Dean Martin

By: Mark Kingwell
June 7, 2011

Somebody should have told DEAN MARTIN (Dino Paul Crocetti, 1917-95) that his canary-yellow turtleneck in the Matt Helm movies didn’t flatter a face tanned like saddle leather. Martin was already an established Hollywood and Vegas property when he made The Silencers (1966), first of four campy perversions of Donald Hamilton’s tough, witty spy novels, and subsequent influence on everything from Mel Brooks’s “Get Smart” series to Mike Myers’s Austin Powers franchise. The opening sequence has Helm sliding from a tilting circular bed into a vast bubble bath with his ‘secretary’ Lovey Kravezit then emerging to be buffed with power towels and fitted with silk kimonos dropped from above — the bachelor-pad equivalent of overcomplicated battle-prep assembly lines in Gerry Anderson’s Thunderbirds Are GO (also 1966) or Nick Park’s The Wrong Trousers (1993). The Helm movies are tedious babe-parades loosely draped over supervillian-in-underground-lair-bent-on-global-domination plots, but they mark an important shift in Dino’s long and unstoppable career: from cherished if slightly goofy crooner-comedian of the Martin-Lewis and Rat Pack heydays, to dinner-jacketed hunk of boiled meat. Hosting the Dean Martin celebrity roasts of the 1970s, laboured televisusal festspielen that skewered a gallery of hilo notables ranging from Barry Goldwater and Ralph Nader to Truman Capote and Evel Knievel, Martin reached his nadir. Always in the middle seat, making with the conspicuous guffaw, highball and cigarette reliably in hand, there was tan-tan Dino, cocoa-butter shell of a man. Kick in the head is right.

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On his or her birthday, HiLobrow irregularly pays tribute to one of our high-, low-, no-, or hilobrow heroes. Also born this date: Prince and Michael Cera.

READ MORE about members of the New Gods generation (1914-23).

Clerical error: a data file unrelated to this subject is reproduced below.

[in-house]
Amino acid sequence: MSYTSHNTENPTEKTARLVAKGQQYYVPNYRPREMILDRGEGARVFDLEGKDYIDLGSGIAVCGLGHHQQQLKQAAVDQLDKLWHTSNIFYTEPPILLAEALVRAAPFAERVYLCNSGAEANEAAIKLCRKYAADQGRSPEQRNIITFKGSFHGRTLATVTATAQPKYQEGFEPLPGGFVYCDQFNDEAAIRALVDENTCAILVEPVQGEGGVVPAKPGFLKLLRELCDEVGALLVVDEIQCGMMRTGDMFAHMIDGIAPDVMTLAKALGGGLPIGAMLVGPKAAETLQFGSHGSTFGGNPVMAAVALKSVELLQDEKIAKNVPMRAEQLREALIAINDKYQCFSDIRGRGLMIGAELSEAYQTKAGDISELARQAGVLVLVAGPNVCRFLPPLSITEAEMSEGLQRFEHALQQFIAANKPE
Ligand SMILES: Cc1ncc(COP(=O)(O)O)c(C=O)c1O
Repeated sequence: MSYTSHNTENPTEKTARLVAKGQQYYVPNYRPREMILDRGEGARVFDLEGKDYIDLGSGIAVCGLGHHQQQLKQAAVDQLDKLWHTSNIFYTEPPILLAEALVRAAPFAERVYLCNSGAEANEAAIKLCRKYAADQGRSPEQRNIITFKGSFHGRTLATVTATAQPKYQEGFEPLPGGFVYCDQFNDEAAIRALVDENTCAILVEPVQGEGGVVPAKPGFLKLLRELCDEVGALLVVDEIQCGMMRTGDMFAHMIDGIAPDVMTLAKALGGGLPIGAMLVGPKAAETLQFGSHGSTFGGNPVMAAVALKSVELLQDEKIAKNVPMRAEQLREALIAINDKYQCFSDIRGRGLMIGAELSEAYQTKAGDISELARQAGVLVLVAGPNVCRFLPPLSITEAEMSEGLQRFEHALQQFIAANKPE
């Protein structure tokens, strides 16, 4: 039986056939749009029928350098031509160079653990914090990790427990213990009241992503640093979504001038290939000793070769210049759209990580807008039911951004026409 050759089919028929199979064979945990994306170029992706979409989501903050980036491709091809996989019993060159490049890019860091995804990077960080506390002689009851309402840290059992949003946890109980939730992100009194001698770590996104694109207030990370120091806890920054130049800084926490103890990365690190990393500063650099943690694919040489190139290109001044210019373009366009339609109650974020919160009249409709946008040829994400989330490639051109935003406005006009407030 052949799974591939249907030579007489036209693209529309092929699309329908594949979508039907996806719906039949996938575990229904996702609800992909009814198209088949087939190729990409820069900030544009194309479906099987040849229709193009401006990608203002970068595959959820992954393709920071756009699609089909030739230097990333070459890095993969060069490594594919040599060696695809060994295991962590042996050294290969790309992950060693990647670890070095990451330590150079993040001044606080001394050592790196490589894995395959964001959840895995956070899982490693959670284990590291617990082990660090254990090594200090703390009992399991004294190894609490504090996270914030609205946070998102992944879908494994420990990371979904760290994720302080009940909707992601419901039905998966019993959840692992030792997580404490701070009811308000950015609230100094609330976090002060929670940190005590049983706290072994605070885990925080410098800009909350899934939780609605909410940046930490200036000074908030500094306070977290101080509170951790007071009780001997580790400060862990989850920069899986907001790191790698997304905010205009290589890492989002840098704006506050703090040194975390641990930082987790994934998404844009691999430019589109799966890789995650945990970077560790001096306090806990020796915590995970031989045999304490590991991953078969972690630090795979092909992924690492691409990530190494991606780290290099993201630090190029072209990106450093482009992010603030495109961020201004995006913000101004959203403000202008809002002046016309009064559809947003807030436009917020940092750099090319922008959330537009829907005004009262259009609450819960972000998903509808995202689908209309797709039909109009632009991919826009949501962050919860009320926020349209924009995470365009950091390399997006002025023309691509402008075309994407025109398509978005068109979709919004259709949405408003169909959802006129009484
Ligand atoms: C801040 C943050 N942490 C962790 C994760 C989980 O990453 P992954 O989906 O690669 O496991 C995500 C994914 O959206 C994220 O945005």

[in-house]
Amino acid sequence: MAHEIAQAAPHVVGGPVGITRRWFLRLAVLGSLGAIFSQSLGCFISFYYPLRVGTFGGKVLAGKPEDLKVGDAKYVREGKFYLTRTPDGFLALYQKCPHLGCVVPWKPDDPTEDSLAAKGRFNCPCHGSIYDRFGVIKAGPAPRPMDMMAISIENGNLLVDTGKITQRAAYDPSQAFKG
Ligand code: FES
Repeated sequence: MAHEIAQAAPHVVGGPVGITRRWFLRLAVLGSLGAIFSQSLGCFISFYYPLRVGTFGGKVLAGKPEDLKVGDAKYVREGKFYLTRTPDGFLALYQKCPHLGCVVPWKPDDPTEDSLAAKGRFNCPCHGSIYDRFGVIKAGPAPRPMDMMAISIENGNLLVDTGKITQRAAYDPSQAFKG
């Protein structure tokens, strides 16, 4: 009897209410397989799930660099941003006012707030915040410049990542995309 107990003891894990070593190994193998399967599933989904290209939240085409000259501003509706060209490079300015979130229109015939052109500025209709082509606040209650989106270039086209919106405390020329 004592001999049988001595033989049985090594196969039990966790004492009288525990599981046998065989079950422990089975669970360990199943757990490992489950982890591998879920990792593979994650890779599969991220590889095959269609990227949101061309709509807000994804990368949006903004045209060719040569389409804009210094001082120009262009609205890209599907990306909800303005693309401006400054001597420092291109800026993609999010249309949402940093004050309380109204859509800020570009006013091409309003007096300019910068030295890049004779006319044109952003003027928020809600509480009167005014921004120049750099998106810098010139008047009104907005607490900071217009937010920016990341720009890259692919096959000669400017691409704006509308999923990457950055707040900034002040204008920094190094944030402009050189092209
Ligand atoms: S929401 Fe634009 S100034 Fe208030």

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What do you think?

  1. As well-done a “defense” of the nearly-unwatchable-to-me Matt Helm flicks as I can imagine. And I love love love Dino but for the big screen it’s mostly “Rio Bravo” and “Kiss Me Stupid.”

    On the small screen, by comparison, the hot choices are bountiful but let’s start with–

    Deanie & Pops–

    http://www.youtube.com/watch?v=9FCrk98Fjsg

    Dean & The Step Brothers–

    http://www.youtube.com/watch?v=Dob3Nq0uNZo

    Rowan & Martin & Bill Cosby & Dino–

    http://www.youtube.com/watch?v=pHCFUTSBUlE

    Dean & the Mills Brothers–

    http://www.youtube.com/watch?v=66jdM8ebDs8

  2. Christopher, you’re right. Though it also ran until 1970, the year after the last of Martin’s Helm movies. So I figure there is at least a plausible case for influence. Probably more like mutual cross-fertilization, all under the shadow of the Connery Bond films (1962-67).

  3. Wikipedia lists an enormous number of Bond parody movies — a trend that seems to have begun in 1964 — but most of them weren’t nearly as popular as the Matt Helms films. With the possible exception of the Beatles’ “Help!” (1965) and those “Our Man Flint” movies from 1966-67.

  4. The satirical “The Book of Bond, or, Every Man His Own 007” (1965) was penned by one of Mark’s and my favorite writers, Kingsley Amis. Who was a friend of Ian Fleming’s and went on to write a non-tongue-in-cheek guide to the books and films, and also of course the 1968 Bond novel “Colonel Sun.” Another rare example, for those of us who follow such things, of a comedy/satirical version of a phenomenon preceding the serious/tragic version. (The movie “Little Big Man” preceding “Dances With Wolves” is a favorite example of this.)

  5. Dino was the best at whatever he tried. He had the top rated show on tv twice. His movies were the top moneymakers in the years they were introduced. His music hit the top of the pop charts for two generations and Dino and Jerry lewis were the biggest niteclub act of their generation, and Dino and Frank Sinatra were the biggest act in Vegas. He was well liked by coworkers and fellow celebrities in a business with more than its share of aholes.

  6. Hey pallie Professour Kingwell. Thanks for liftin’ up the life, times, and teachin’s of our Dino in this way on the 94 anniversary of his landin’on earth. While I certainly agree with you on the profound influence our Dino had on the culture of his day…’specially the way many desired to emulate our Dino’ Matt Helm character….I can’t agree with your evaluation of this quartet of Helmer capers…to me they are simply our Dino doin’ what he does best…playin’ his oh so cool, oh so hip, oh so randy Dino-persona. Know that your Dino-reflections are bein’ shared with all the pallies at gather at ilovedinomartin…

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